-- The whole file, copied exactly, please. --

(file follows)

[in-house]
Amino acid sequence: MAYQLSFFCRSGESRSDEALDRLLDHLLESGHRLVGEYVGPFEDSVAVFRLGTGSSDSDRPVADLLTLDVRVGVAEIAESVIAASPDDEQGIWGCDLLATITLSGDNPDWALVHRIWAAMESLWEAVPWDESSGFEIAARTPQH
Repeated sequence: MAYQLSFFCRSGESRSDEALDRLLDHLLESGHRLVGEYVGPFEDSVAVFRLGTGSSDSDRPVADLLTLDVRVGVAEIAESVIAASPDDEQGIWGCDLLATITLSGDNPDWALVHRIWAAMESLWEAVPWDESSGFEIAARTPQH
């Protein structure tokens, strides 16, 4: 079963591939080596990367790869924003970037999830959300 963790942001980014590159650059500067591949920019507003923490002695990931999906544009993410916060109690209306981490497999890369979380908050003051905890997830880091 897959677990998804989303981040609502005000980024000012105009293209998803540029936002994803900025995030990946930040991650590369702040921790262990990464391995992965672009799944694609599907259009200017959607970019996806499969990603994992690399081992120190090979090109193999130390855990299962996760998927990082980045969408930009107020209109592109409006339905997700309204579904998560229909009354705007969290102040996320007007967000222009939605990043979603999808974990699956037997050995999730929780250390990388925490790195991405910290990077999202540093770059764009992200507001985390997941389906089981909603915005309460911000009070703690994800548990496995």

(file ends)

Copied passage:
[in-house]
Amino acid sequence: MAYQLSFFCRSGESRSDEALDRLLDHLLESGHRLVGEYVGPFEDSVAVFRLGTGSSDSDRPVADLLTLDVRVGVAEIAESVIAASPDDEQGIWGCDLLATITLSGDNPDWALVHRIWAAMESLWEAVPWDESSGFEIAARTPQH
Repeated sequence: MAYQLSFFCRSGESRSDEALDRLLDHLLESGHRLVGEYVGPFEDSVAVFRLGTGSSDSDRPVADLLTLDVRVGVAEIAESVIAASPDDEQGIWGCDLLATITLSGDNPDWALVHRIWAAMESLWEAVPWDESSGFEIAARTPQH
């Protein structure tokens, strides 16, 4: 079963591939080596990367790869924003970037999830959300 963790942001980014590159650059500067591949920019507003923490002695990931999906544009993410916060109690209306981490497999890369979380908050003051905890997830880091 897959677990998804989303981040609502005000980024000012105009293209998803540029936002994803900025995030990946930040991650590369702040921790262990990464391995992965672009799944694609599907259009200017959607970019996806499969990603994992690399081992120190090979090109193999130390855990299962996760998927990082980045969408930009107020209109592109409006339905997700309204579904998560229909009354705007969290102040996320007007967000222009939605990043979603999808974990699956037997050995999730929780250390990388925490790195991405910290990077999202540093770059764009992200507001985390997941389906089981909603915005309460911000009070703690994800548990496995």